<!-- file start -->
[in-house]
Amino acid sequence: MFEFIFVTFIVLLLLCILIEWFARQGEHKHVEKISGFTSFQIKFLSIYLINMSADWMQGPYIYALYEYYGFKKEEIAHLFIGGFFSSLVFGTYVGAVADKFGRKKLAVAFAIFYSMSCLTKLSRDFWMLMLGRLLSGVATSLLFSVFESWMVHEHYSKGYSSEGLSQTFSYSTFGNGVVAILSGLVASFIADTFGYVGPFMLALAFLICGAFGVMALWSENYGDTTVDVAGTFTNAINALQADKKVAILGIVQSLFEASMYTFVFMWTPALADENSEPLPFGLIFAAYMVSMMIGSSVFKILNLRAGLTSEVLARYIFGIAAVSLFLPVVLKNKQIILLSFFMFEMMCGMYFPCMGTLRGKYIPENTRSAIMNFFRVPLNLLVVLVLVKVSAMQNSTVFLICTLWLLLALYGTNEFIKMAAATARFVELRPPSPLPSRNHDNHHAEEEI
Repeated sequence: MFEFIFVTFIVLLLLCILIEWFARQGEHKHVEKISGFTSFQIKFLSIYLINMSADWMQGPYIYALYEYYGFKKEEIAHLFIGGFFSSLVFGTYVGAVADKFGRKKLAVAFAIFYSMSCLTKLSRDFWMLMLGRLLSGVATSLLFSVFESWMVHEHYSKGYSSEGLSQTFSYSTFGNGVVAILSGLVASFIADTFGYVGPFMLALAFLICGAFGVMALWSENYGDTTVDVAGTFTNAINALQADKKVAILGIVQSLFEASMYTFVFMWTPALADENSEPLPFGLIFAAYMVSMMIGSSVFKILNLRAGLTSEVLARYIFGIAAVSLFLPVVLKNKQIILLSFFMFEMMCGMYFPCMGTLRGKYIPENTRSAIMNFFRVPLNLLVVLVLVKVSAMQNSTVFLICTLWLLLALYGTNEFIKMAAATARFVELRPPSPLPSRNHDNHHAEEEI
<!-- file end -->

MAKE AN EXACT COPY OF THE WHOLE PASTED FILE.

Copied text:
[in-house]
Amino acid sequence: MFEFIFVTFIVLLLLCILIEWFARQGEHKHVEKISGFTSFQIKFLSIYLINMSADWMQGPYIYALYEYYGFKKEEIAHLFIGGFFSSLVFGTYVGAVADKFGRKKLAVAFAIFYSMSCLTKLSRDFWMLMLGRLLSGVATSLLFSVFESWMVHEHYSKGYSSEGLSQTFSYSTFGNGVVAILSGLVASFIADTFGYVGPFMLALAFLICGAFGVMALWSENYGDTTVDVAGTFTNAINALQADKKVAILGIVQSLFEASMYTFVFMWTPALADENSEPLPFGLIFAAYMVSMMIGSSVFKILNLRAGLTSEVLARYIFGIAAVSLFLPVVLKNKQIILLSFFMFEMMCGMYFPCMGTLRGKYIPENTRSAIMNFFRVPLNLLVVLVLVKVSAMQNSTVFLICTLWLLLALYGTNEFIKMAAATARFVELRPPSPLPSRNHDNHHAEEEI
Repeated sequence: MFEFIFVTFIVLLLLCILIEWFARQGEHKHVEKISGFTSFQIKFLSIYLINMSADWMQGPYIYALYEYYGFKKEEIAHLFIGGFFSSLVFGTYVGAVADKFGRKKLAVAFAIFYSMSCLTKLSRDFWMLMLGRLLSGVATSLLFSVFESWMVHEHYSKGYSSEGLSQTFSYSTFGNGVVAILSGLVASFIADTFGYVGPFMLALAFLICGAFGVMALWSENYGDTTVDVAGTFTNAINALQADKKVAILGIVQSLFEASMYTFVFMWTPALADENSEPLPFGLIFAAYMVSMMIGSSVFKILNLRAGLTSEVLARYIFGIAAVSLFLPVVLKNKQIILLSFFMFEMMCGMYFPCMGTLRGKYIPENTRSAIMNFFRVPLNLLVVLVLVKVSAMQNSTVFLICTLWLLLALYGTNEFIKMAAATARFVELRPPSPLPSRNHDNHHAEEEI